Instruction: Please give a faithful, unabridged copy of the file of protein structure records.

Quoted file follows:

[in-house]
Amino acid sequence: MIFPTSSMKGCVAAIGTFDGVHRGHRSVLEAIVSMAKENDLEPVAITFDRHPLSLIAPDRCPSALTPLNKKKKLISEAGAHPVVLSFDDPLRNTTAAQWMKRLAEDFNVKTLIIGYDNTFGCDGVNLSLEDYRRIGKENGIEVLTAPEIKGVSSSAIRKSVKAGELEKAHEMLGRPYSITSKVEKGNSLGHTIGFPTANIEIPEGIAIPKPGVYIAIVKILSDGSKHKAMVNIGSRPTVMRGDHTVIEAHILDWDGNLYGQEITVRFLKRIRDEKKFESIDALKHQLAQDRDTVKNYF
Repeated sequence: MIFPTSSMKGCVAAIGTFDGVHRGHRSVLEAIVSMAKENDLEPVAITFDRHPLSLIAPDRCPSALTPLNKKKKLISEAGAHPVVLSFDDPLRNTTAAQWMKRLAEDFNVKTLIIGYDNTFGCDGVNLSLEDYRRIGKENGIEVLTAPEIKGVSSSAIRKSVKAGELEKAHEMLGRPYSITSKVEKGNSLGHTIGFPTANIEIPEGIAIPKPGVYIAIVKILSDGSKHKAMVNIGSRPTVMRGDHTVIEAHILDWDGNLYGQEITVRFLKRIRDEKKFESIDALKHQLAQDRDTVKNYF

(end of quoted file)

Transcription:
[in-house]
Amino acid sequence: MIFPTSSMKGCVAAIGTFDGVHRGHRSVLEAIVSMAKENDLEPVAITFDRHPLSLIAPDRCPSALTPLNKKKKLISEAGAHPVVLSFDDPLRNTTAAQWMKRLAEDFNVKTLIIGYDNTFGCDGVNLSLEDYRRIGKENGIEVLTAPEIKGVSSSAIRKSVKAGELEKAHEMLGRPYSITSKVEKGNSLGHTIGFPTANIEIPEGIAIPKPGVYIAIVKILSDGSKHKAMVNIGSRPTVMRGDHTVIEAHILDWDGNLYGQEITVRFLKRIRDEKKFESIDALKHQLAQDRDTVKNYF
Repeated sequence: MIFPTSSMKGCVAAIGTFDGVHRGHRSVLEAIVSMAKENDLEPVAITFDRHPLSLIAPDRCPSALTPLNKKKKLISEAGAHPVVLSFDDPLRNTTAAQWMKRLAEDFNVKTLIIGYDNTFGCDGVNLSLEDYRRIGKENGIEVLTAPEIKGVSSSAIRKSVKAGELEKAHEMLGRPYSITSKVEKGNSLGHTIGFPTANIEIPEGIAIPKPGVYIAIVKILSDGSKHKAMVNIGSRPTVMRGDHTVIEAHILDWDGNLYGQEITVRFLKRIRDEKKFESIDALKHQLAQDRDTVKNYF